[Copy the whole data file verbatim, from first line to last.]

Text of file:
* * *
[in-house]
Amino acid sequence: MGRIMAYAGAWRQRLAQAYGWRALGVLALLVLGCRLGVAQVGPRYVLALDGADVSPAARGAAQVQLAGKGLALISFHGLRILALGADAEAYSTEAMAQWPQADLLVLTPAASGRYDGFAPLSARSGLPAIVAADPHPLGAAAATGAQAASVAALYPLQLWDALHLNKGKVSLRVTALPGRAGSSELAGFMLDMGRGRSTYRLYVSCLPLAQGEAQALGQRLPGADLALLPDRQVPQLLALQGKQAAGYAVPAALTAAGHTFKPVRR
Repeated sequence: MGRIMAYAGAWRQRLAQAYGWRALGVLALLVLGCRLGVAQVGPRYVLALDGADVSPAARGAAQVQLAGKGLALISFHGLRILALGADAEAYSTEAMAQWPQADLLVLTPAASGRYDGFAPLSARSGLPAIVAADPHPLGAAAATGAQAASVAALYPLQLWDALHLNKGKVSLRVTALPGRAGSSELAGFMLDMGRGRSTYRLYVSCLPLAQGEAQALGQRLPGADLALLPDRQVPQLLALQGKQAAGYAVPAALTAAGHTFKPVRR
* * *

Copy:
[in-house]
Amino acid sequence: MGRIMAYAGAWRQRLAQAYGWRALGVLALLVLGCRLGVAQVGPRYVLALDGADVSPAARGAAQVQLAGKGLALISFHGLRILALGADAEAYSTEAMAQWPQADLLVLTPAASGRYDGFAPLSARSGLPAIVAADPHPLGAAAATGAQAASVAALYPLQLWDALHLNKGKVSLRVTALPGRAGSSELAGFMLDMGRGRSTYRLYVSCLPLAQGEAQALGQRLPGADLALLPDRQVPQLLALQGKQAAGYAVPAALTAAGHTFKPVRR
Repeated sequence: MGRIMAYAGAWRQRLAQAYGWRALGVLALLVLGCRLGVAQVGPRYVLALDGADVSPAARGAAQVQLAGKGLALISFHGLRILALGADAEAYSTEAMAQWPQADLLVLTPAASGRYDGFAPLSARSGLPAIVAADPHPLGAAAATGAQAASVAALYPLQLWDALHLNKGKVSLRVTALPGRAGSSELAGFMLDMGRGRSTYRLYVSCLPLAQGEAQALGQRLPGADLALLPDRQVPQLLALQGKQAAGYAVPAALTAAGHTFKPVRR